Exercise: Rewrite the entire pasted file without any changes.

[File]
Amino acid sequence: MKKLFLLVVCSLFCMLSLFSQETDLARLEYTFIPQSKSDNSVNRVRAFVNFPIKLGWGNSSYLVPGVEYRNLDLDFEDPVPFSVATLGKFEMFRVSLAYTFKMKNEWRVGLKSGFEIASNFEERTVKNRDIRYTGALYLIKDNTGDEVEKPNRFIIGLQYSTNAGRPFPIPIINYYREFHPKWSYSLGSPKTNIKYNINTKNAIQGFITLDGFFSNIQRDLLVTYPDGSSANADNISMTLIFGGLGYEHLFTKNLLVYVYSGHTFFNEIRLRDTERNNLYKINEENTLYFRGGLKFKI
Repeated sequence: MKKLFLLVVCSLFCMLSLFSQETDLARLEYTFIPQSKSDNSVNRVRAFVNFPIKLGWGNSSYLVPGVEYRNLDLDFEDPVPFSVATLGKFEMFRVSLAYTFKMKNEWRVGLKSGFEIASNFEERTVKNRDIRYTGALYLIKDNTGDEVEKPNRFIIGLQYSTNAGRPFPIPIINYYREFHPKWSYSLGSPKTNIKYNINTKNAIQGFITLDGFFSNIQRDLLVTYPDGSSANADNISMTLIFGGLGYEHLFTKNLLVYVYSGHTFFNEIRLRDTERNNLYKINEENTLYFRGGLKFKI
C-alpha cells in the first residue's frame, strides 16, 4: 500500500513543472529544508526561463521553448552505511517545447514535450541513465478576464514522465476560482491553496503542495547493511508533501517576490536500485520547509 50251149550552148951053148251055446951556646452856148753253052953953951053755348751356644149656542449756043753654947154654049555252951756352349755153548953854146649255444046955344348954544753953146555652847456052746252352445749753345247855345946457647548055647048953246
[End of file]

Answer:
Amino acid sequence: MKKLFLLVVCSLFCMLSLFSQETDLARLEYTFIPQSKSDNSVNRVRAFVNFPIKLGWGNSSYLVPGVEYRNLDLDFEDPVPFSVATLGKFEMFRVSLAYTFKMKNEWRVGLKSGFEIASNFEERTVKNRDIRYTGALYLIKDNTGDEVEKPNRFIIGLQYSTNAGRPFPIPIINYYREFHPKWSYSLGSPKTNIKYNINTKNAIQGFITLDGFFSNIQRDLLVTYPDGSSANADNISMTLIFGGLGYEHLFTKNLLVYVYSGHTFFNEIRLRDTERNNLYKINEENTLYFRGGLKFKI
Repeated sequence: MKKLFLLVVCSLFCMLSLFSQETDLARLEYTFIPQSKSDNSVNRVRAFVNFPIKLGWGNSSYLVPGVEYRNLDLDFEDPVPFSVATLGKFEMFRVSLAYTFKMKNEWRVGLKSGFEIASNFEERTVKNRDIRYTGALYLIKDNTGDEVEKPNRFIIGLQYSTNAGRPFPIPIINYYREFHPKWSYSLGSPKTNIKYNINTKNAIQGFITLDGFFSNIQRDLLVTYPDGSSANADNISMTLIFGGLGYEHLFTKNLLVYVYSGHTFFNEIRLRDTERNNLYKINEENTLYFRGGLKFKI
C-alpha cells in the first residue's frame, strides 16, 4: 500500500513543472529544508526561463521553448552505511517545447514535450541513465478576464514522465476560482491553496503542495547493511508533501517576490536500485520547509 50251149550552148951053148251055446951556646452856148753253052953953951053755348751356644149656542449756043753654947154654049555252951756352349755153548953854146649255444046955344348954544753953146555652847456052746252352445749753345247855345946457647548055647048953246